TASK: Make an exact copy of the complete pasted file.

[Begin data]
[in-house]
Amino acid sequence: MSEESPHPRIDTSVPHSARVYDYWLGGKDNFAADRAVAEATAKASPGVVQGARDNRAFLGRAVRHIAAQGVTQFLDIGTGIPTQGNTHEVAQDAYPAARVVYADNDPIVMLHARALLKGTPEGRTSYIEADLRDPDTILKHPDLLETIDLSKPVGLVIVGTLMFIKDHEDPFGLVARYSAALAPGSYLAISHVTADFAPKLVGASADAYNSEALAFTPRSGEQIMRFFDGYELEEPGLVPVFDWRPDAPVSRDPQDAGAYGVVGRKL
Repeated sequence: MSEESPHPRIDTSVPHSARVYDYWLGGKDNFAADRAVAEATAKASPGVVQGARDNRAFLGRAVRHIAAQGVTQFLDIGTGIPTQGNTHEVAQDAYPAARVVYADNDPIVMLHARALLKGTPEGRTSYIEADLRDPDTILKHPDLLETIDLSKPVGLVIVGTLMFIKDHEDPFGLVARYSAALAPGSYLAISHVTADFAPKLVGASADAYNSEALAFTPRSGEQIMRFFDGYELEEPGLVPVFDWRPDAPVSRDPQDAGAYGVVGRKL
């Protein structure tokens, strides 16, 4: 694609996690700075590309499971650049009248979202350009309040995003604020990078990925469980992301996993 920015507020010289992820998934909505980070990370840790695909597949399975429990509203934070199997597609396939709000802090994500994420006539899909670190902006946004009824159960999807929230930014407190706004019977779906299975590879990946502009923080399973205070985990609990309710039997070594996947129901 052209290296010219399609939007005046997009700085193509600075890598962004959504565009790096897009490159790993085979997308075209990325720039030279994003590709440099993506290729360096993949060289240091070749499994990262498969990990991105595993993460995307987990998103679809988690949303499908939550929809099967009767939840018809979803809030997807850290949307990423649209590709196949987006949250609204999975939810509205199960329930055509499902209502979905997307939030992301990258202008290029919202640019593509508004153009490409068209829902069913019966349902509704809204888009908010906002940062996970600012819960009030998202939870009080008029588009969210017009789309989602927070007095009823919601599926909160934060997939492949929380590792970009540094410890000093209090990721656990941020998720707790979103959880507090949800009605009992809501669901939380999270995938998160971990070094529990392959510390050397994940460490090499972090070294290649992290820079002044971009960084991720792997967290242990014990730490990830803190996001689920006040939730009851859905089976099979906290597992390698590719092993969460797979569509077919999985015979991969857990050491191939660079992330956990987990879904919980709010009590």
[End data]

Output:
[in-house]
Amino acid sequence: MSEESPHPRIDTSVPHSARVYDYWLGGKDNFAADRAVAEATAKASPGVVQGARDNRAFLGRAVRHIAAQGVTQFLDIGTGIPTQGNTHEVAQDAYPAARVVYADNDPIVMLHARALLKGTPEGRTSYIEADLRDPDTILKHPDLLETIDLSKPVGLVIVGTLMFIKDHEDPFGLVARYSAALAPGSYLAISHVTADFAPKLVGASADAYNSEALAFTPRSGEQIMRFFDGYELEEPGLVPVFDWRPDAPVSRDPQDAGAYGVVGRKL
Repeated sequence: MSEESPHPRIDTSVPHSARVYDYWLGGKDNFAADRAVAEATAKASPGVVQGARDNRAFLGRAVRHIAAQGVTQFLDIGTGIPTQGNTHEVAQDAYPAARVVYADNDPIVMLHARALLKGTPEGRTSYIEADLRDPDTILKHPDLLETIDLSKPVGLVIVGTLMFIKDHEDPFGLVARYSAALAPGSYLAISHVTADFAPKLVGASADAYNSEALAFTPRSGEQIMRFFDGYELEEPGLVPVFDWRPDAPVSRDPQDAGAYGVVGRKL
């Protein structure tokens, strides 16, 4: 694609996690700075590309499971650049009248979202350009309040995003604020990078990925469980992301996993 920015507020010289992820998934909505980070990370840790695909597949399975429990509203934070199997597609396939709000802090994500994420006539899909670190902006946004009824159960999807929230930014407190706004019977779906299975590879990946502009923080399973205070985990609990309710039997070594996947129901 052209290296010219399609939007005046997009700085193509600075890598962004959504565009790096897009490159790993085979997308075209990325720039030279994003590709440099993506290729360096993949060289240091070749499994990262498969990990991105595993993460995307987990998103679809988690949303499908939550929809099967009767939840018809979803809030997807850290949307990423649209590709196949987006949250609204999975939810509205199960329930055509499902209502979905997307939030992301990258202008290029919202640019593509508004153009490409068209829902069913019966349902509704809204888009908010906002940062996970600012819960009030998202939870009080008029588009969210017009789309989602927070007095009823919601599926909160934060997939492949929380590792970009540094410890000093209090990721656990941020998720707790979103959880507090949800009605009992809501669901939380999270995938998160971990070094529990392959510390050397994940460490090499972090070294290649992290820079002044971009960084991720792997967290242990014990730490990830803190996001689920006040939730009851859905089976099979906290597992390698590719092993969460797979569509077919999985015979991969857990050491191939660079992330956990987990879904919980709010009590």